Sound and Vision

Image of the Kiki Bouba type specimen featuring black Katakana characters on a grey background

As she neared the end of her studies at OCAD University in Toronto, Emi Takahashi, who works with us as an associate designer, focused her interest in the relationship of sound and meaning by researching onomatopoeia in the Japanese language. “They are often the first classes of words one encounters as a child,” she said in a recent interview with ItsNiceThat, “from animal sounds such as ‘moo,’ ‘meow,’ and ‘woof’ to noises such as bang, boom, or pop,” all of which are formed from the sounds they are associated with. Japanese, like other East Asian languages, is particularly rich with onomatopoeia; the words represent with nuance a wide range of experiences and ideas.

Pairing this line of inquiry with a love of type that originated in her exposure to Japanese calligraphy as a child, Emi began imagining ways to bridge sound, form, and meaning through the creation of a typeface. The result, Kachi-Buwa, is a variable Katakana font that uses the axes of interpolation to instantiate a “visceral kind of communication.”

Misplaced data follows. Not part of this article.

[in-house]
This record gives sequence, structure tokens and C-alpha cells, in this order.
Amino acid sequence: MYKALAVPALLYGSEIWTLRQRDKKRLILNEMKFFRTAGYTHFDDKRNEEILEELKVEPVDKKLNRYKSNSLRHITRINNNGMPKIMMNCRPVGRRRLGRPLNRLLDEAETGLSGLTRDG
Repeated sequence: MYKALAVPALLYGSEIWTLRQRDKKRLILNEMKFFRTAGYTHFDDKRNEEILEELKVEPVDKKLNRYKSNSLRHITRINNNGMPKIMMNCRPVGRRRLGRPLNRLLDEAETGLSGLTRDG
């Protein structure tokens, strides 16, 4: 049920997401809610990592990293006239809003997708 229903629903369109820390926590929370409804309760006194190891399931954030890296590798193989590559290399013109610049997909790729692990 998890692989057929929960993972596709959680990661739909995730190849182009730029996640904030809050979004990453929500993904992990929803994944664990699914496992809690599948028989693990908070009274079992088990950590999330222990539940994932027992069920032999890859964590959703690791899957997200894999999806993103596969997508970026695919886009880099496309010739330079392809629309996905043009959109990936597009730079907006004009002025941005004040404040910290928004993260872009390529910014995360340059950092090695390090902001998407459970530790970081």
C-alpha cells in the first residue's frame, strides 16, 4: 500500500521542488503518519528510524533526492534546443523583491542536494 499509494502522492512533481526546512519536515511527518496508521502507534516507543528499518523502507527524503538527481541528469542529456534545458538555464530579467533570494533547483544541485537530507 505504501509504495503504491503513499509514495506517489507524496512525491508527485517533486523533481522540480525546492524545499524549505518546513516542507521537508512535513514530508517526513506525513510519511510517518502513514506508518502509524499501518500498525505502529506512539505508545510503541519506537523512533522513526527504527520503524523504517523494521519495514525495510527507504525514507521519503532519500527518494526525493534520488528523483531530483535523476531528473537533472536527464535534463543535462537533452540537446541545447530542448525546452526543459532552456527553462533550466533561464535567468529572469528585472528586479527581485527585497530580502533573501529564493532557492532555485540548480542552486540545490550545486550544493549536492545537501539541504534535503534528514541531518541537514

Spreads from a newsprint type specimen.

The name Kachi-Buwa derives from the Bouba/kiki effect, first discovered nearly a century ago by psychologist Wolfgang Köhler, which posits that the relationship our minds make between speech sounds and visual shapes is not arbitrary. The glyphs in Emi’s typeface employ onomatopoeias that embody this effect; by modifying its axes, you can make “spiky” sounds look spikier and “round” sounds seem softer. As she says: “kachi kachi (カチカチ) describes sharp, rambunctious sounds, the state of stiffness as well as feelings of nervousness whereas buwa buwa (ブワブワ) is the state of being spongy, puffy or squishy.”

Spread from a newsprint type specimen.
Spread from a newsprint type specimen.

Asked to name some of the figures that inspired her project, Emi pointed to Concrete poetry, citing Japanese poet Seiichi Niikuni, who pioneered concrete poetic expression in Japan, and Jérôme Peignot’s book Typoésie. For those interested in Japanese typefaces, she recommends the work of researcher and designer Mariko Takagi, who has published two books that deeply explore the interconnections and differences between Latin, Japanese, and Chinese characters, and designers TienMin Liao, who specializes in bi-scriptural work, and Ryoko Nishizuka, who directed the design work for the Pan-CJK Source Han Sans / Noto Sans project with Google and Adobe.